Date: 3 April 2015.
Location: Erggh. The worst ever traffic on The Strand, on the 91 bus home, around midnight.
Thursday night. 8pm. I have one of those moments so superb and technicolor that that you have to check yourself: this is real, right?
“September 1st, 1939,” a voice booms over the speakers, “Germany invades Poland resulting in what many believe to be the beginning of Workd War II. Just over a month before this happens, Mohandas Gandhi writes the first of his two letters to Adolf Hitler attempting to prevent the oncoming war. Here to read that letter, please welcome Sir Ben Kinglsey.”
The inimitable Kingsley — a man who won an Academy Award for his role in the film Gandhi — takes the stage and begins, “Dear friend…” Meters away Ian McKellen leans against a pillar and watches on, nodding slowly.
We’re at the first of just four performances of Live Letters in London’s Freemason’s Hall.
The London Freemasons Hall is everything you’d want your average secret society headquarters to be. It sits on its own block in cobbled Covent Garden, diagonally aligned to would-be competing buildings. It’s tall and ornate. Its stone walls are thick and it’s well guarded. Inside, there’s an abundance of marble, dark wood and stained glass windows bearing arcane symbols, cryptic lists carved in stone. (And too bad if you’re a woman and need to pee — there’s one tiny toilet at the back of the hall that they’ve generously allowed females to use just tonight.) Upon arrival, we’re ushered quietly past the ‘robing rooms’ and into the Grand Lodge. Inside the hall there are rows of seats. Above them are a pair of galleries. In the middle of the room is a cordoned off ‘stage’. Just next to that are our seats. I could spit on Benedict Cumberbatch as he reads a slick and camp rendition of Noel Coward’s letter to Marlene Dietrich, should I so inclined (I am not).
Under the vaulted, frescoed starry ceilings we watch and listen to famous letters read around by many, including Dominic West, Greta Scaachi, Joss Atherton, Benedict and his Sherlock co-star Louise Brealey and — I choke on my bad wine — Ian McKellen in a pair of cuffed jeans and Chuck Taylors as he reads a famous, impassioned 1950s coming out letter to the author’s mother, a Save Our Children petitioner. We hear a new and uncertain David Bowie’s candid response to his first American fan. Virginia Woolf’s suicide note to her beloved husband. The vitriolic rejection letter that Anthony Burgess received from a Rolling Stone editor in response to his ‘think piece’, a self-indulgent 50,000 word novella. Ursula Le Guin’s prosaic response when asked to write the forward to a collection of sci fi short stories — not one of which was penned by a woman. Clementine Churchill’s sharp response to a misognstic article in which she begs the question, why not simply abolish women altogether?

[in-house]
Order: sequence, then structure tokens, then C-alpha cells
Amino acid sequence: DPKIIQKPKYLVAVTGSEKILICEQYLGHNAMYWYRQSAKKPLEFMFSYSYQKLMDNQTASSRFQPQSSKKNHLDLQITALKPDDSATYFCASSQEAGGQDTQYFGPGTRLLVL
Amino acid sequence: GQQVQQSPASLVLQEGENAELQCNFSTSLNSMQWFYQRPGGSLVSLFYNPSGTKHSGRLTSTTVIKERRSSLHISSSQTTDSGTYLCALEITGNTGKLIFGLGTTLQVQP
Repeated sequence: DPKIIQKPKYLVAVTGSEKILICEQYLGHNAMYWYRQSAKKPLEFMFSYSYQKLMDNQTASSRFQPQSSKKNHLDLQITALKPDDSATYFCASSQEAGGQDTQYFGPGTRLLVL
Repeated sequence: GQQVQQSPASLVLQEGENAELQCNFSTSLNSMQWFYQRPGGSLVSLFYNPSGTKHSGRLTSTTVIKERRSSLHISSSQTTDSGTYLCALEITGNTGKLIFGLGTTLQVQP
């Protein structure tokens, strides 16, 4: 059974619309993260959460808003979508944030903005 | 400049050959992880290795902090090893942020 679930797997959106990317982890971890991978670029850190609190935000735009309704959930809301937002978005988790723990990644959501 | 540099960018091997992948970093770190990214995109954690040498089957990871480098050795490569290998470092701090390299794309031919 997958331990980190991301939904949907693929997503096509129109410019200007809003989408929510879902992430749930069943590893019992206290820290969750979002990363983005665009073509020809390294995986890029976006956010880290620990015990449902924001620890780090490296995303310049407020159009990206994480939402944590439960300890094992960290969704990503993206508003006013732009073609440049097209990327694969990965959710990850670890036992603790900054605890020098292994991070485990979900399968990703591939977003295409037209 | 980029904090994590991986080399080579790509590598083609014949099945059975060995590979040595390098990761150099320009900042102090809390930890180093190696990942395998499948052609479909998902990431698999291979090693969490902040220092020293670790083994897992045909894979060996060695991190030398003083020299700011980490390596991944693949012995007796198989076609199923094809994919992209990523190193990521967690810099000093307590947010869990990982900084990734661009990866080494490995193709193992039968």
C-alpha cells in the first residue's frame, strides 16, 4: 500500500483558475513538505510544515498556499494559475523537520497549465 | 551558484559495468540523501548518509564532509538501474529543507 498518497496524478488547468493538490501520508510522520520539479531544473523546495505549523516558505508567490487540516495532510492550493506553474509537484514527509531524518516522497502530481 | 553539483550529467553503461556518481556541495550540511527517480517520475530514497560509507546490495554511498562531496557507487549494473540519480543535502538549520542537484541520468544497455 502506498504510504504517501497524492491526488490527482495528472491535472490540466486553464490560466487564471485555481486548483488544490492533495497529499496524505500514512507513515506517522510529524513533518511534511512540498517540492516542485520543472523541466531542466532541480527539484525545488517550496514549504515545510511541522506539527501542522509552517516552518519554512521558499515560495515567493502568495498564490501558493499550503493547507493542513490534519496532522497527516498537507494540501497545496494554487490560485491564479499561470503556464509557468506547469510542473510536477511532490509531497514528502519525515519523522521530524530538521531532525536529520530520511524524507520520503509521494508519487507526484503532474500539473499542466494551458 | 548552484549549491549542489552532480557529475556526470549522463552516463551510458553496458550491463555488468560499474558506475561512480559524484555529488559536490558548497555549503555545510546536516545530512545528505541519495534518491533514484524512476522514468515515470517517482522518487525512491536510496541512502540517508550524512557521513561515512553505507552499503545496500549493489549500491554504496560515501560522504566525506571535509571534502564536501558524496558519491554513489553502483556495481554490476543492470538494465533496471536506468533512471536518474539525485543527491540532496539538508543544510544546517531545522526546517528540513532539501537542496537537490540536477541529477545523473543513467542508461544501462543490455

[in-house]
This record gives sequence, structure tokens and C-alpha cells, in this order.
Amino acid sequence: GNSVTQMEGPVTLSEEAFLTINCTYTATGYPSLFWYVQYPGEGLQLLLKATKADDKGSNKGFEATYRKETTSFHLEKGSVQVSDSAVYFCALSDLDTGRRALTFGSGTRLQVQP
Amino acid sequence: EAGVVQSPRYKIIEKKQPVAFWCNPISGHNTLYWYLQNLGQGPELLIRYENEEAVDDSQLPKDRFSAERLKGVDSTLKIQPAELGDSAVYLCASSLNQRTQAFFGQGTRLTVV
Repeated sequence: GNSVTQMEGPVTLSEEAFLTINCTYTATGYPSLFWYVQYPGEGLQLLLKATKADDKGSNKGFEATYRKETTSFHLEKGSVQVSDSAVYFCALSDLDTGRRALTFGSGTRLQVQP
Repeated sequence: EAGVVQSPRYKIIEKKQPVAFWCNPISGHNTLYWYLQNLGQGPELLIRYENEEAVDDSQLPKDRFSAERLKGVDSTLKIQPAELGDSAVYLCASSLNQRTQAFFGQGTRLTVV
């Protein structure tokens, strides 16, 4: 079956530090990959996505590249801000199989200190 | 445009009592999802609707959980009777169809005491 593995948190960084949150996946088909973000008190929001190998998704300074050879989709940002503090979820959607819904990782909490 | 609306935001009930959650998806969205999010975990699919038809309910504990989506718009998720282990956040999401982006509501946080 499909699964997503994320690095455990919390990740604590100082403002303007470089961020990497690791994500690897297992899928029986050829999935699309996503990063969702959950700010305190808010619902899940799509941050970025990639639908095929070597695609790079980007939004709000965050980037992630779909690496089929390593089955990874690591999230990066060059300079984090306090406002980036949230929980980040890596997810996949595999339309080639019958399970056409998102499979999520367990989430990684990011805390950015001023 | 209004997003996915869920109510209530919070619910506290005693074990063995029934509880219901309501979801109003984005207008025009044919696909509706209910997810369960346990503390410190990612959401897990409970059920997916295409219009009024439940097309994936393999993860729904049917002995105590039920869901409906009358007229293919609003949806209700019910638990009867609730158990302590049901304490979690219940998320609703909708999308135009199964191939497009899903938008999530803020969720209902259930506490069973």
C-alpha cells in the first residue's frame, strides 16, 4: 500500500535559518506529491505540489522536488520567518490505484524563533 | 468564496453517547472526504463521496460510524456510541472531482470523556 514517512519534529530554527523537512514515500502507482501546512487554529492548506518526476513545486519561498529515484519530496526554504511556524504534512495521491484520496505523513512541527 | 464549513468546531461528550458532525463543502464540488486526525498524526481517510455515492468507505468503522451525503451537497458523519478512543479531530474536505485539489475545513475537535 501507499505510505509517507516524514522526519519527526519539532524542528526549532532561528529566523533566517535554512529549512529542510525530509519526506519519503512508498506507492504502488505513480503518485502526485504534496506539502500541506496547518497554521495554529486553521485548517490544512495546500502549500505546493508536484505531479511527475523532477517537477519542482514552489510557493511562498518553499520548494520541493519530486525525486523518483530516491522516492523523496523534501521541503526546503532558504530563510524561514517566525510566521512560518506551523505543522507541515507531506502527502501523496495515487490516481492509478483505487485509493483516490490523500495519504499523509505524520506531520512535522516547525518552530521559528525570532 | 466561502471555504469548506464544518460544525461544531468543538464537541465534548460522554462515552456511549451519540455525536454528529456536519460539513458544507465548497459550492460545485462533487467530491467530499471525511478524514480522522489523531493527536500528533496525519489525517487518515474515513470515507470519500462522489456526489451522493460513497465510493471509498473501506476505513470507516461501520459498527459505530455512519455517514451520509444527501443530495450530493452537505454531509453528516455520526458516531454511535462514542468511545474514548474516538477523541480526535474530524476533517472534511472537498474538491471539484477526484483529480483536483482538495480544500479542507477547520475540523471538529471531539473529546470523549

Last night’s fire has resulted in that performance being cancelled. This is a huge boon to us, tonight’s audience, as it means that all of the actors invited to read on the Wednesday have joined Thursday’s crew and the readings extend over almost 4 hours of teary moments (an aged Joss Atherton reading his love letters to his late wife) and honest laughter (letters to The Guardian discussing whether cats are conservatives and dogs socialists, ‘There will always be some dogs who are corrupted, misled and – like Stalin – born to the left but end up on the fascistic right. Just as there must be rare examples of cats who have abandoned their life of comfort – Che Guevara comes to mind – and given their lives to the betterment of others (though I am yet to meet one). Which brings us to the one undeniable truth shared by anyone, of any political persuasion, who has ever canvassed door-to-door: dogs vote Labour, cats vote Conservative.’ The response? ”Dogs are the fascists. Have you ever seen a police cat?‘.)
It’s amazing. Truly, a once in a lifetime theatrical experience. However. I had plans. I love you Ian McKellen, but I had plans.
Clear across town a handful of friends are drinking £2 mojitos in a Clapham pub. By the time we leave Freemasons Hall it’s late and my intention to join them wavers. My date for the night is Miss Black (whom I’m not sure you’ve met, I’ll introduce you later) and she is frank: no way is she trekking to Clapham when bed is so close. I dither. Cons: it’s 11pm and raining, I’d have to commute alone and I’m not sure any stunts I can pull can catch me up to a gaggle of people who’ve been on the discount cocktails for four hours. Pros: I love this particular gaggle, the Northern Line goes right there and I have no plans tomorrow. And this is London. It’s about to be Good Friday. Seems a good time to be bad. I get on the train.
To be continued.
(You can read the letters in question and more at http://www.lettersofnote.com)